The first myth is that a Muslim man marries four wives and begets dozens of children. The rumour is that such a practice is permitted in the Quran and is protected under Muslim personal laws. The Holy Scripture indeed permits a man to marry four wives, but it also puts a condition on man. A Muslim man can marry up to four wives only when he can do "justice" to them. Even the government reports suggest that the cases of polygamy are least among Muslims. In a recently published book "The Population Myth: Islam, Family Planning and Politics in India", former chief election commissioner S.Y Quraishi argues that "reports show that all communities in India are polygamous and Muslims are indeed the least so". Even if Muslims want to marry four wives, it is not possible in India. The sex ratio is 933 women to 1000 men. Only when there would be 4000 women per 1000 men can Muslims have four wives!
The second myth is that the Muslim population is growing very fast and will soon alter India's demography. The population growth rate of Muslims is fast declining. For example, in the year 2001, the growth rate of the Muslim population was 29 per cent, which came down to 24 per cent in 2011. Muslims indeed have a slightly higher rate of growth than Hindus, but soon it is likely to slow down. It is predicted that the rate of Muslim population growth will come to the level of Hindus.
The third myth is the Muslims are averse to adopting family planning. Compared to Hindus, Sikhs are far ahead in adopting such family planning. However, the book of S.Y. Quraishi shows that Muslims are not much behind Hindus in going for family planning. Does that make a Sikh more "patriotic" than a Hindu?
The fourth myth is that their religion inspires the population growth of Muslims. The growth of the population has less to do with religion and much to do with income, access to the health facility, literacy rate, and other secular factors. Even the regional factors, not religion, are important in studying population growth. Can religion explain why south India and Kashmir have slow growth rate than that of north India?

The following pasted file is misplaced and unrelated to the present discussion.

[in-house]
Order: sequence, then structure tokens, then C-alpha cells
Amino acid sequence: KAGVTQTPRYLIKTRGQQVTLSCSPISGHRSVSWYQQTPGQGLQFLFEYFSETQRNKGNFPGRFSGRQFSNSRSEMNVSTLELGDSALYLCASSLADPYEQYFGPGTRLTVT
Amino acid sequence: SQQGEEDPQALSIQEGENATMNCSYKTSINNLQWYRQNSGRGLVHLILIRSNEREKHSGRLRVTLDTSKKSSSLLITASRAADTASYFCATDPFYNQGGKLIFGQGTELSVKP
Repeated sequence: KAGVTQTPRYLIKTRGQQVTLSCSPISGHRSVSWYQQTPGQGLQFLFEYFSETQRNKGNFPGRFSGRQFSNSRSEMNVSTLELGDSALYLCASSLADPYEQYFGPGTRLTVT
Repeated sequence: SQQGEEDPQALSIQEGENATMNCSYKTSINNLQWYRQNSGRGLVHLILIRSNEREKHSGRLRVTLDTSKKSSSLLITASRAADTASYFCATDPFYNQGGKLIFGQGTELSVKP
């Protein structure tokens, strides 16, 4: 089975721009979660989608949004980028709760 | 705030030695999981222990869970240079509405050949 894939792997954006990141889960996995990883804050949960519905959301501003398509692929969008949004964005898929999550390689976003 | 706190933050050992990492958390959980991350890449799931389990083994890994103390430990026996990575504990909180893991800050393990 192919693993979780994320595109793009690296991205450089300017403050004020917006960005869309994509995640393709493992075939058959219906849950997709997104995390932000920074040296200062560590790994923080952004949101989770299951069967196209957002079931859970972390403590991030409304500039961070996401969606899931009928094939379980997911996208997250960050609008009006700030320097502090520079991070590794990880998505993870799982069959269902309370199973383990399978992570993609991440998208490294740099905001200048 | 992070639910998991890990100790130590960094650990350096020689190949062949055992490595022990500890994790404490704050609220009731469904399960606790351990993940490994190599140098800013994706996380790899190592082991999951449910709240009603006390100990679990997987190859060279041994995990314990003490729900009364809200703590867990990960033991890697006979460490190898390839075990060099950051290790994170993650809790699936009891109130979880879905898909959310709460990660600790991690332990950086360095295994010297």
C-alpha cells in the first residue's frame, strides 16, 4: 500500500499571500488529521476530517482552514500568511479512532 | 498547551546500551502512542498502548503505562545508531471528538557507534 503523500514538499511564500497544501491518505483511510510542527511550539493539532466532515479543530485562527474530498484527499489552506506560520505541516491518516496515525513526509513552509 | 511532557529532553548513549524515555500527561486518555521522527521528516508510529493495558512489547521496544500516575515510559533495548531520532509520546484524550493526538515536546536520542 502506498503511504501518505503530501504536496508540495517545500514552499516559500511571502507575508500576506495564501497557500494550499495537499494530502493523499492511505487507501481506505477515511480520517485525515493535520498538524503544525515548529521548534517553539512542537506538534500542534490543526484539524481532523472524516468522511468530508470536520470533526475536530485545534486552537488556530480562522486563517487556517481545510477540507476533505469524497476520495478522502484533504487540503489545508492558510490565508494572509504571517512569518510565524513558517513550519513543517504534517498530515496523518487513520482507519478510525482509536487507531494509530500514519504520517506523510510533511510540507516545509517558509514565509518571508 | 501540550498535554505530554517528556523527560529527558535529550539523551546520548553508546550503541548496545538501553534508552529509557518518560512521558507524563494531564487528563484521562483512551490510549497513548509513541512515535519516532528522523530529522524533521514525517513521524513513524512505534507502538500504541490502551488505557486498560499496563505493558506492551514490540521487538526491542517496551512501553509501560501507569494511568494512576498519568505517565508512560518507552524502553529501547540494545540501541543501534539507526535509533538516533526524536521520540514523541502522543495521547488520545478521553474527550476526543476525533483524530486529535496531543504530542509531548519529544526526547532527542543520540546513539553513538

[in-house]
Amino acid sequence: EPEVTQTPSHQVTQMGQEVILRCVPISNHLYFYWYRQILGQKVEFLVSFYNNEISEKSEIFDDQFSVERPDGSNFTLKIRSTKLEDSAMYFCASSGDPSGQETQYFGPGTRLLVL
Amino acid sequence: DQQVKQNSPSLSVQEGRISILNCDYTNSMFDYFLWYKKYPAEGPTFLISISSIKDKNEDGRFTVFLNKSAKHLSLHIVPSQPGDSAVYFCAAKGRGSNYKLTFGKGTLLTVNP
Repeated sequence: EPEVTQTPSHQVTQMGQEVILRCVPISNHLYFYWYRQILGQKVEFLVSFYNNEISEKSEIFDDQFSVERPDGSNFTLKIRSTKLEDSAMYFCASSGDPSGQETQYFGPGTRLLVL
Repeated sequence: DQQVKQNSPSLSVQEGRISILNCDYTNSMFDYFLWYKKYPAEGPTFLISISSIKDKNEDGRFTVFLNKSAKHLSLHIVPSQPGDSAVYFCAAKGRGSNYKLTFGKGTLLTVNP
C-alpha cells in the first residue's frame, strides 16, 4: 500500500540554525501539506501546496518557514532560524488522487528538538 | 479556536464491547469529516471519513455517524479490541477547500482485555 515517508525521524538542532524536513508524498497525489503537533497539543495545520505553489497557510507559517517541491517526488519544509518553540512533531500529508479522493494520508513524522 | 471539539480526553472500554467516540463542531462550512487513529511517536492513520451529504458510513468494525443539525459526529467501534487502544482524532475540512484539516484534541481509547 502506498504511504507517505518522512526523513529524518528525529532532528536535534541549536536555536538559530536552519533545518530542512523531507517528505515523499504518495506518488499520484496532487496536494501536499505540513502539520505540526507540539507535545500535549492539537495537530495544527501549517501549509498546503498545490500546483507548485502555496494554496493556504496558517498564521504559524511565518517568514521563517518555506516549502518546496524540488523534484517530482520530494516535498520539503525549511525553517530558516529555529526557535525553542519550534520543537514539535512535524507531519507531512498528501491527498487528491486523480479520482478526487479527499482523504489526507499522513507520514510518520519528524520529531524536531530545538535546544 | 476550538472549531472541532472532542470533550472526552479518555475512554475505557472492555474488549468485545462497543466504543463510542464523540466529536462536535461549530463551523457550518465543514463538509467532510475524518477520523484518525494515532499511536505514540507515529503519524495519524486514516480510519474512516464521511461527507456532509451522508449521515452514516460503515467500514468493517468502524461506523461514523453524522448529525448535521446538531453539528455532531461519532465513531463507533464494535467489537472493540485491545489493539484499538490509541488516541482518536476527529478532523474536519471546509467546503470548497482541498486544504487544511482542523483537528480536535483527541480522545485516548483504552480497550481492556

The fifth myth is the failure of governments to create jobs and launch welfare schemes is to do with the rising population. If giving jobs to 130 crores Indians is impossible, then where are the taxes collected from them being spent? Even a rickshaw puller, when he buys food items or tooth paste or shop other items, he pays taxes. Can it be denied that the big population of India has attracted foreign investments? Are not the reservoirs of cheap labour and big consumer market result of the big population?
In conclusion, we need to underscore the point that population growth is neither a bane all the time nor is it linked to religion. The population of Muslims at the time of Independence was around 9.8 per cent which increased to 14.2 in 2011. But it is also a fact that the growth rate of Muslims has come down sharply over the last few decades and their population growth rate is likely to stabilize very soon. The government is within its ambit to discuss and plan policies about family planning, but it should never look at it through a religious prism. The hateful talk of the "growth" of the Muslim population can work towards polarizing the voters and offering some gains to a particular political outfit. Still, in the long run it will strain the social fabric of the county. That is why the secular forces have no option but to confront the hateful propaganda with facts and logic.
(Abhay Kumar is a Delhi-based independent journalist and writer. Besides, he teaches Political Science and Urdu. His broad areas of interest include Minority Rights and Social Justice. You may write to him at firstname.lastname@example.org.)